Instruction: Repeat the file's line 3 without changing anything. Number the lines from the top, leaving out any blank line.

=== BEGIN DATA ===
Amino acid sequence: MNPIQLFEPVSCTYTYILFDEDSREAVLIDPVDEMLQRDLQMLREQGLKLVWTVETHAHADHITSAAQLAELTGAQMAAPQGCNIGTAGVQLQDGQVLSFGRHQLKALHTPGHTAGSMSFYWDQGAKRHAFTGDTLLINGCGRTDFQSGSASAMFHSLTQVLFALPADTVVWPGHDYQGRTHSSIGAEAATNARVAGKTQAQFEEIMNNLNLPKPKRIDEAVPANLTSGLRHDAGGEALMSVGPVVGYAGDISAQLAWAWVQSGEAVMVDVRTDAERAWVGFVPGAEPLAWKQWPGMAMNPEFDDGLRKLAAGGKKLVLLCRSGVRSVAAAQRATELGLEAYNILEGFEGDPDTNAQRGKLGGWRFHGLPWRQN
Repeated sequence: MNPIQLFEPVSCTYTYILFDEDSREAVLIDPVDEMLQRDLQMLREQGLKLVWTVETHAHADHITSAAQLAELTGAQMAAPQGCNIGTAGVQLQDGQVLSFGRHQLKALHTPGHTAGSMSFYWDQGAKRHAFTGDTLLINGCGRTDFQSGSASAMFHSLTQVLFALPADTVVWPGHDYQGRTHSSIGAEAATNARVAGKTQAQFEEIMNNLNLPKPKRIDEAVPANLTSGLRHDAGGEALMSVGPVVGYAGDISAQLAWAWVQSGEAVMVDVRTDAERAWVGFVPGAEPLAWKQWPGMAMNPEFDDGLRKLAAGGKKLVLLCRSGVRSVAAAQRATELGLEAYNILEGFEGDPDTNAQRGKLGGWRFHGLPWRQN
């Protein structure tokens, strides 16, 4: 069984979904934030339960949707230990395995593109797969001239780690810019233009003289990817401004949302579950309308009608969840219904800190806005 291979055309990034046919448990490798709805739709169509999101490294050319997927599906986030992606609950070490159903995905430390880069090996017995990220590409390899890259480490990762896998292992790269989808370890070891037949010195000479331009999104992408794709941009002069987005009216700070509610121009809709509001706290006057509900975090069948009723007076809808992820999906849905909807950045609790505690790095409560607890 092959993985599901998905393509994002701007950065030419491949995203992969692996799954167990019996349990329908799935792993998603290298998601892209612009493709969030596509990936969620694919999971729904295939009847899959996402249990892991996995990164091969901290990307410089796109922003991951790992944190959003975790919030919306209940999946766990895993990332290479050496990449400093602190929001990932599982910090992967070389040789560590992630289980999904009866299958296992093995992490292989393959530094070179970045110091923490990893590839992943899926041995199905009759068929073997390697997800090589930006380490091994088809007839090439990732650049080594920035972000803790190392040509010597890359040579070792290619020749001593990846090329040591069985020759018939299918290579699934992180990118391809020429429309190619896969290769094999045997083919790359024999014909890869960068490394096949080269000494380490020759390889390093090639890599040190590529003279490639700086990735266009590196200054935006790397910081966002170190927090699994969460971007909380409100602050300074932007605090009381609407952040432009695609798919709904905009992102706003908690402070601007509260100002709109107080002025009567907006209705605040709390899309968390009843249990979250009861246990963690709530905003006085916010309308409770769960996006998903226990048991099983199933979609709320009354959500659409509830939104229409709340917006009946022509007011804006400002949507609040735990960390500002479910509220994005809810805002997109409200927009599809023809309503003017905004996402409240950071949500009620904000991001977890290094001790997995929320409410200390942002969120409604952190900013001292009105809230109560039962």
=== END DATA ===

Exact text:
């Protein structure tokens, strides 16, 4: 069984979904934030339960949707230990395995593109797969001239780690810019233009003289990817401004949302579950309308009608969840219904800190806005 291979055309990034046919448990490798709805739709169509999101490294050319997927599906986030992606609950070490159903995905430390880069090996017995990220590409390899890259480490990762896998292992790269989808370890070891037949010195000479331009999104992408794709941009002069987005009216700070509610121009809709509001706290006057509900975090069948009723007076809808992820999906849905909807950045609790505690790095409560607890 092959993985599901998905393509994002701007950065030419491949995203992969692996799954167990019996349990329908799935792993998603290298998601892209612009493709969030596509990936969620694919999971729904295939009847899959996402249990892991996995990164091969901290990307410089796109922003991951790992944190959003975790919030919306209940999946766990895993990332290479050496990449400093602190929001990932599982910090992967070389040789560590992630289980999904009866299958296992093995992490292989393959530094070179970045110091923490990893590839992943899926041995199905009759068929073997390697997800090589930006380490091994088809007839090439990732650049080594920035972000803790190392040509010597890359040579070792290619020749001593990846090329040591069985020759018939299918290579699934992180990118391809020429429309190619896969290769094999045997083919790359024999014909890869960068490394096949080269000494380490020759390889390093090639890599040190590529003279490639700086990735266009590196200054935006790397910081966002170190927090699994969460971007909380409100602050300074932007605090009381609407952040432009695609798919709904905009992102706003908690402070601007509260100002709109107080002025009567907006209705605040709390899309968390009843249990979250009861246990963690709530905003006085916010309308409770769960996006998903226990048991099983199933979609709320009354959500659409509830939104229409709340917006009946022509007011804006400002949507609040735990960390500002479910509220994005809810805002997109409200927009599809023809309503003017905004996402409240950071949500009620904000991001977890290094001790997995929320409410200390942002969120409604952190900013001292009105809230109560039962």